The Redemption of Althalus

The Redemption of Althalus Review

The Redemption of Althalus is the first stand-alone, single-volume high fantasy saga written by the bestselling husband and wife team of David and Leigh Eddings. Their previous beloved series include the Belgariad, the Malloreon, and the Elenium, and although Althalus is bursting with all the daring escapades their multitude of fans expect, it is also an engaging departure for the authors. Althalus is a grand adventure that is bound to enthrall readers of the authors' previous, multivolume epics, but it features a precision of plot and language that can be achieved only by having an actual resolution.


Althalus is a young thief and occasional killer known for his skill and incredible luck. A number of capers end without much monetary reward for him, until he stumbles into a shrine built to the fertility goddess Dweia. Soon afterward he meets with the wizard Ghend, who hires him to steal the Book, a magical tome that can be found in the bizarre House at the End of the World. There, Althalus discovers Dweia in the form of a black cat and learns that she has chosen him to aid her in a war against Ghend and her evil brother, the destroyer god Daeva. Together Althalus and Dweia use the power of the Book and gather together a small team of questionable heroes who must battle Ghend's supernatural forces and armies. The thief Althalus can only hope his luck holds out for this one last task, since the very fate of humanity is at stake.


A stand-alone epic fantasy is a rarity in the modern-day publishing world and a concept that should be embraced more often. The Redemption of Althalus gives us all the action, sorcery, humor, and soaring imagination of a grand series but doesn't leave any loose threads, fractured subplots, or loss of momentum. A great deal of fun action and generally good-natured exploits are punctuated by the authors' usual satire on religion and high society. In one clever turn, Althalus enters a city where the wealthy are forced to hide their riches and live even worse than the poor in order to avoid taxation. Althalus is well-polished and smoothly constructed, with real storytelling muscle and a gratifying finale. The Eddingses should be praised for their willingness to put a cap on this particular story in an effort to offer other wonderfully developed worlds to their readers.

Title:The Redemption of Althalus
Edition Language:English

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    The Redemption of Althalus Reviews

  • Eric

    Let me start by saying I am a huge David Eddings fan. His Belgariad series is one of my favorite fantasy series -- in some ways more so than even the holy The Lord of the Rings trilogy. That being sai...

  • Adam Reinwald

    I read fantasy stories because I like to see epic stories of love and evil played out. I like to think that evil may win, and that good sometimes doesn't have a chance against overwhelming odds. I lik...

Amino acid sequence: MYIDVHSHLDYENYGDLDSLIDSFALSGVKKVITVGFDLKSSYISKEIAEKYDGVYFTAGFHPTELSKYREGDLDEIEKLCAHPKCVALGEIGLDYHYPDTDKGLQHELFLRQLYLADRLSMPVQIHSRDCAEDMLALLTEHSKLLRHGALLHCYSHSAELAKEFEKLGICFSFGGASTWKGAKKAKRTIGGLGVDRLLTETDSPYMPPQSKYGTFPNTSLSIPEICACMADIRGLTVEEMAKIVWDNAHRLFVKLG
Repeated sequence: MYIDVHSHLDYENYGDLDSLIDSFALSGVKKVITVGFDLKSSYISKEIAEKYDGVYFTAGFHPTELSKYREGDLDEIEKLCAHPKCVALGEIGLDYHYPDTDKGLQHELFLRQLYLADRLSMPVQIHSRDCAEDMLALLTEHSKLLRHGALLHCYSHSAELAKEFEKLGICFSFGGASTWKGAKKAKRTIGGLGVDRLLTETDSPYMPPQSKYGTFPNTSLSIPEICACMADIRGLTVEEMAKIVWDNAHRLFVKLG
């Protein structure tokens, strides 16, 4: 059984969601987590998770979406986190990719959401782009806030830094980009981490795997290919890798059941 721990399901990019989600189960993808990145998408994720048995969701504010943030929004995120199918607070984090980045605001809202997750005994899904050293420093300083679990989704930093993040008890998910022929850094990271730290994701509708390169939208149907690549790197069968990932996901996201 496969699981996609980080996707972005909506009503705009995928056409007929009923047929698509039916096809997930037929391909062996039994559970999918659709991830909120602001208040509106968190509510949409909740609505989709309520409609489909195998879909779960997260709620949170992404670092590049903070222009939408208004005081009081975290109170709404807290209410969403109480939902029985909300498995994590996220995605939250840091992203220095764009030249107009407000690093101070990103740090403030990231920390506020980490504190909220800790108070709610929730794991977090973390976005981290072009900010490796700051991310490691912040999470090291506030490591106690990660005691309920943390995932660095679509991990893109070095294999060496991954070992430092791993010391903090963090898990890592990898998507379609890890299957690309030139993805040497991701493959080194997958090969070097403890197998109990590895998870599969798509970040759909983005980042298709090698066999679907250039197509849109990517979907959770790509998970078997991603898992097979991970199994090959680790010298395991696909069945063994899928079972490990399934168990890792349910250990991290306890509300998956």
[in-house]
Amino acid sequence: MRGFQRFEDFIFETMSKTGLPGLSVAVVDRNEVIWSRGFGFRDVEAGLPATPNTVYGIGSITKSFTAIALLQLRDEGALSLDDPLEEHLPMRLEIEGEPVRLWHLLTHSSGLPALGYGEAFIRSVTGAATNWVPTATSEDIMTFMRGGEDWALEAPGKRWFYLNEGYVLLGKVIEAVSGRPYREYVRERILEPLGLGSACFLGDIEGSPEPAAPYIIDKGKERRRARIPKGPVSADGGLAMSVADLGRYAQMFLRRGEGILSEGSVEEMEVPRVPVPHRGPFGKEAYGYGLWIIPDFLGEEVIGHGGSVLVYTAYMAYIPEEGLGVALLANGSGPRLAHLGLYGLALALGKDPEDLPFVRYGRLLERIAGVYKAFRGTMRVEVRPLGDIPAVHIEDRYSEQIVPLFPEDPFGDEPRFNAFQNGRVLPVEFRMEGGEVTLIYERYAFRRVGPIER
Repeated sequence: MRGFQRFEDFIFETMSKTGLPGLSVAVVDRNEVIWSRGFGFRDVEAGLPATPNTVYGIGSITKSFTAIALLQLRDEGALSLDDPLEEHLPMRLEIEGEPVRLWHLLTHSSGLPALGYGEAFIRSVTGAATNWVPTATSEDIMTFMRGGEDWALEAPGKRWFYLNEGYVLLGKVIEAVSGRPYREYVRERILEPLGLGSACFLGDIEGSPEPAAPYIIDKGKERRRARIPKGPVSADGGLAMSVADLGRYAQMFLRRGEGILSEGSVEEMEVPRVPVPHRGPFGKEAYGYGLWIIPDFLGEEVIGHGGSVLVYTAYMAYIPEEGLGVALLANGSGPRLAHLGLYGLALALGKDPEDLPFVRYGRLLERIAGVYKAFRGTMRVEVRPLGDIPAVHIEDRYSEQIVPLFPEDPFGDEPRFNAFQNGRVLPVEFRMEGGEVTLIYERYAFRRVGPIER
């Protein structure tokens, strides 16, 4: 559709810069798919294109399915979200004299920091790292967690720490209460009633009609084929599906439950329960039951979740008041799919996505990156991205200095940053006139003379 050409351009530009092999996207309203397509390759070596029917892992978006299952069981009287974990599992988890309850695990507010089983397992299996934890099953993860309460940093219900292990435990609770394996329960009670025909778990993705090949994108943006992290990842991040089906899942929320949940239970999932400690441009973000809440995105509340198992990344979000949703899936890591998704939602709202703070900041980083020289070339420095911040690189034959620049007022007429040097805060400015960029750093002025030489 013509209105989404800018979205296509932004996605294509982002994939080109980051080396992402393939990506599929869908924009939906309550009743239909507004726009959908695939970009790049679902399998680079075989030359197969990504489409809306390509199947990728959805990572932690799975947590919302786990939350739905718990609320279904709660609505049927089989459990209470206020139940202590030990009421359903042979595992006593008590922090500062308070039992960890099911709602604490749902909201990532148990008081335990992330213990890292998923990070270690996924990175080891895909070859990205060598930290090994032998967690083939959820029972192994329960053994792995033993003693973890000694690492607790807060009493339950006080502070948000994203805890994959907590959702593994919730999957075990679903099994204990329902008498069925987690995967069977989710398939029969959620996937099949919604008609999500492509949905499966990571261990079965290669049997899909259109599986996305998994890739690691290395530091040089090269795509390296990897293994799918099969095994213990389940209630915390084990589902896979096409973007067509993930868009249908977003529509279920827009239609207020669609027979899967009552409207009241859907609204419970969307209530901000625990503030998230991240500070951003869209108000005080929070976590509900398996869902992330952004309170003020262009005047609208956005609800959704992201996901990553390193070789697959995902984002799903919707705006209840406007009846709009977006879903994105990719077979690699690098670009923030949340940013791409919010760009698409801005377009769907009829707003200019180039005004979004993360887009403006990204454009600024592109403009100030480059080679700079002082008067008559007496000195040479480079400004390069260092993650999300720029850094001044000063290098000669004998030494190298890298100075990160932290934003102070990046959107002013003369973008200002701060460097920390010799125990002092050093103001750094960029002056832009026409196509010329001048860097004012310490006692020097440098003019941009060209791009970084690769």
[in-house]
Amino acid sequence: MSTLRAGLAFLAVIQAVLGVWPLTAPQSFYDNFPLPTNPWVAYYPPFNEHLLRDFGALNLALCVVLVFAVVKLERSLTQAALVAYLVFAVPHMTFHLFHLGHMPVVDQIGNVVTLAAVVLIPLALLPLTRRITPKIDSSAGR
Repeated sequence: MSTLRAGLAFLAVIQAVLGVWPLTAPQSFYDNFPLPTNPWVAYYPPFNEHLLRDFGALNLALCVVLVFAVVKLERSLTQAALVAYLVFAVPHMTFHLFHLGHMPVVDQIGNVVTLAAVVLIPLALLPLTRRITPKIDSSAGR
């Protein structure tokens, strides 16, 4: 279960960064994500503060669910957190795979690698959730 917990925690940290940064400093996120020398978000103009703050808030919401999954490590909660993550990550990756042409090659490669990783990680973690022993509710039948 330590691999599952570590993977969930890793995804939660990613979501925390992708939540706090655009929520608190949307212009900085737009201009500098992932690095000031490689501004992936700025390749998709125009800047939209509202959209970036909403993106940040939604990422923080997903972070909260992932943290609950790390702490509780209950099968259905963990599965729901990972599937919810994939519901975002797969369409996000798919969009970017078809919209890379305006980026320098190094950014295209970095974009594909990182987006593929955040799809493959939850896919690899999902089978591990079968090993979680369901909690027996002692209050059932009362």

• M.J.W. Harrington

    Cheesy, but fantastic.The Redemption of Althalus is, to me, David Eddings summed up in a single book. His characters are witty and lovable, the plot is engaging and epic in scale whilst still being si...

  • Braden

    I wasn't really that impressed with this book, which is a shame because I love the other series that I've read by David and Leigh Eddings. This is 800 pages of everybody congratulating each other on h...

  • anenko

    Redemption of Althalus is all of Eddings' worst tendencies condescend into one novel. I wouldn't go so far as to say that the book is horrible, but there's no spark to the story, and no life to the ch...

  • Venus Smurf

    This is easily my favorite book of all time. I love David Eddings, because his characters are always so sarcastic and funny, but Althalus tops them all. After all, what's not to love about an assassin...

  • Freya Marske

    Consider this a lesson in Not Revisiting The Problematic Faves Of Our Youth; I hadn't read this since high school, and remembered it vaguely as falling in the heist/con genre (which, vaguely, it does)...

  • Casey

    I love this book, I find it a refreshing read in which cinematic battles are not the method of fixing the problem.I do however acknowledge the complaints of those who have given this book one and two ...

  • Robin

    For a story by a “fantasy master,” this was incredibly disappointing…Publisher’s Weekly calls the main protagonist an “engaging young reprobate hero.” I found him irritating, inconsistent,...

  • MarsianMan

    Probably my favorite book from David and Leigh Eddings. It is a one book epic about a thief. Althalus has been having a run of bad luck when he is hired to steal a book (whatever that is) from the Hou...